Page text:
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The Scottish government contracted with the Rennie Mackintosh Hotel in Glasgow to provide temporary accommodation to homeless people during COVID. Despite the physical safety offered by being indoors, seven people died.
When we think of adequate housing, many, if not most of us, might be excused for thinking about heating, cooling, mould, drafts, secure locks — physical conditions that must live up to a measurable, basic standard. But the United Nations Right to Adequate Housing takes the term ‘adequate’ far more broadly.
When COVID hit Scotland, as it hit the rest of the world, many homeless found themselves scooped off the streets and registered in what most of us might think as welcome – a cozy, secure and weatherproof hotel or motel room.
Not necessarily. the UN’s definitions of ‘adequate’ are people-oriented as well as construction-oriented. More awareness of individual human needs could have spared a number of lives lost when homeless people were ‘dumped’ into hotel rooms and thereafter abandoned.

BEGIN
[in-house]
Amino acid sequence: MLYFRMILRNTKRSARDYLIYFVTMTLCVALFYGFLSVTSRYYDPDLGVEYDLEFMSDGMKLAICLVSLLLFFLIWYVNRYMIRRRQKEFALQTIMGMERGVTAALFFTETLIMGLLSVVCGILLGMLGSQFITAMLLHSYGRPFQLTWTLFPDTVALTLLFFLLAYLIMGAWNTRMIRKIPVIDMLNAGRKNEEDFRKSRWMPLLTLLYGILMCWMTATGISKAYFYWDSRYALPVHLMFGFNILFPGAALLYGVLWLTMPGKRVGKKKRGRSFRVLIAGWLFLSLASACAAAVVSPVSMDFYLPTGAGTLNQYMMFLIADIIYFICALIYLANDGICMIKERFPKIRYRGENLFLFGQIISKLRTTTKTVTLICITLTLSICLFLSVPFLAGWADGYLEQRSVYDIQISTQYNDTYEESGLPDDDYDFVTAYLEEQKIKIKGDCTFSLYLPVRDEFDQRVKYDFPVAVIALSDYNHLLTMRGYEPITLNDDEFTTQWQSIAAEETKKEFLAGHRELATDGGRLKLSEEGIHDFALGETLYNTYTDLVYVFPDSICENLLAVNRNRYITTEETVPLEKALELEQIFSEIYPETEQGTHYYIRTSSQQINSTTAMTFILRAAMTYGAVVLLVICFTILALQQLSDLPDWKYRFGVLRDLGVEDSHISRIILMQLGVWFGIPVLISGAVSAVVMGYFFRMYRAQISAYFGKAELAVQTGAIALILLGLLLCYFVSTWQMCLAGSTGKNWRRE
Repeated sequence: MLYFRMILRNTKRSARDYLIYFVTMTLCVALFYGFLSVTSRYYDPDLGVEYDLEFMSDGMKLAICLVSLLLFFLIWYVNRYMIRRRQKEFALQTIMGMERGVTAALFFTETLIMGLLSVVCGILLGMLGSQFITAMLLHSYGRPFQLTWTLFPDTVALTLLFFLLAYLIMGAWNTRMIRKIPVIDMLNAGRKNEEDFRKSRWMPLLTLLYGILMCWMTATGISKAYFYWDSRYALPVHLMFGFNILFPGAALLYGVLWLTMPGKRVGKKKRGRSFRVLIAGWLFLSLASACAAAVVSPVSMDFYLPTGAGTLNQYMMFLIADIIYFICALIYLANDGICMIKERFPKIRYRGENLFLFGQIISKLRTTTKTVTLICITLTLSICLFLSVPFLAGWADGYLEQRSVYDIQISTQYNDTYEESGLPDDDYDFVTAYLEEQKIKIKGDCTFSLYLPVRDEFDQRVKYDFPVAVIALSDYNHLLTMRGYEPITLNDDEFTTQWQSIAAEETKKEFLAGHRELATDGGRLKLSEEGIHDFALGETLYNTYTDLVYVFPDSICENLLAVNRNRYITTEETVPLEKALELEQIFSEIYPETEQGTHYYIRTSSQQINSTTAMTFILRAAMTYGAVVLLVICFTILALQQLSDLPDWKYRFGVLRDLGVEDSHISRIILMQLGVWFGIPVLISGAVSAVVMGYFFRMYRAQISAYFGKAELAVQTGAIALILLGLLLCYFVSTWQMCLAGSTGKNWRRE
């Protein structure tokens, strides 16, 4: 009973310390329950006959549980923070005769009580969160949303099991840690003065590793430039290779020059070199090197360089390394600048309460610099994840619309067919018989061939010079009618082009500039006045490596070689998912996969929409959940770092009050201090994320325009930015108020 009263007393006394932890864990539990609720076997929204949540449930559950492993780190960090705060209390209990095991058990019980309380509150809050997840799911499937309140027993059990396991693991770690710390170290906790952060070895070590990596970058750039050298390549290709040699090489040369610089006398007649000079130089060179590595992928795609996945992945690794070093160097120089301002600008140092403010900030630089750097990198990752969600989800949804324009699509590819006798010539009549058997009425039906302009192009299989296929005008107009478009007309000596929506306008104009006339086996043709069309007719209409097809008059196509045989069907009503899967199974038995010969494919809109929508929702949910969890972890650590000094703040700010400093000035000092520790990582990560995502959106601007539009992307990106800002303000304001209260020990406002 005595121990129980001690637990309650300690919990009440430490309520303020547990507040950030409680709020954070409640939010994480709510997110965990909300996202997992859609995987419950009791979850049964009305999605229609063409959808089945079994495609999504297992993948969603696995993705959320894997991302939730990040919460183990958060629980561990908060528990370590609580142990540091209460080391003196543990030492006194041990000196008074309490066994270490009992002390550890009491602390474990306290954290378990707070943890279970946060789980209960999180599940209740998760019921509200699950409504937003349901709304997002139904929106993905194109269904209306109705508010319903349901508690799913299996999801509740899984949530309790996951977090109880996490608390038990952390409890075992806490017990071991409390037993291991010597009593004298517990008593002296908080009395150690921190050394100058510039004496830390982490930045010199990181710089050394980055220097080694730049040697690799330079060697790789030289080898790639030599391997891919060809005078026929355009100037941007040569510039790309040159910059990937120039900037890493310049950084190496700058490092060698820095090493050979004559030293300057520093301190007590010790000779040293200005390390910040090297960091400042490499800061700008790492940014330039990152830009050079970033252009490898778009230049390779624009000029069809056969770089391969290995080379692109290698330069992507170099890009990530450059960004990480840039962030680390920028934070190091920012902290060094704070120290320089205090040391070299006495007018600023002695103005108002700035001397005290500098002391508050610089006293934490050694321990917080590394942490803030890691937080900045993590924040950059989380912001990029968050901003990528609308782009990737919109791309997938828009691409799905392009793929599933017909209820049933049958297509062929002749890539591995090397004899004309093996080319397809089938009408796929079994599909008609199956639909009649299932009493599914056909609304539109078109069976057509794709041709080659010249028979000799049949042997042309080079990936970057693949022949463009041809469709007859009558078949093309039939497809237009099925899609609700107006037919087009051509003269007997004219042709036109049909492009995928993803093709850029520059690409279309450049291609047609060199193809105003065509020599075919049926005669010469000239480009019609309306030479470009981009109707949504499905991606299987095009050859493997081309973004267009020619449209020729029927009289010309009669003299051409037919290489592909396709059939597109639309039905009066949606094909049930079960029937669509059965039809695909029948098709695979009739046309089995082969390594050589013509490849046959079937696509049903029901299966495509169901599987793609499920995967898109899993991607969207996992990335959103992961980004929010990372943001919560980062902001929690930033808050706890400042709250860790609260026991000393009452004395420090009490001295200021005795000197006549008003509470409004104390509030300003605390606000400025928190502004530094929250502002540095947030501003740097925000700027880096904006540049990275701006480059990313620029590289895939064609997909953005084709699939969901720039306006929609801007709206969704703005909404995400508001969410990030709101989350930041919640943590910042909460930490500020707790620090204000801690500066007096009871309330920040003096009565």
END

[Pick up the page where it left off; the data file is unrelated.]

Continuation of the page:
Local governments might well have congratulated themselves that, thanks to COVID safety imperatives and emergency funding, they were following the mantra of the proven Finnish program to end homelessness — Housing First. But the existence of a ‘first’ step strongly implies a second step, and indeed that is the provision of adequate supports.
In Scotland, that support failed in some cases, and the results were deadly. Had the UN’s definition of ‘adequate housing’ more broadly appreciated and supported, tragic deaths might have been prevented.
Read more in the Daily Record: Deaths of 23 homeless people at three Glasgow hotels blamed on ‘dumping’ of vulnerable without support
Early in the 2020 COVID response, a post at affordablehousingaction.org reported from Australia that people who were homeless abandoned hotel rooms that had been provided to ensure their safety. Politicians were indignant. Try: Australians Resist COVID-19 Path To Eliminate Homelessness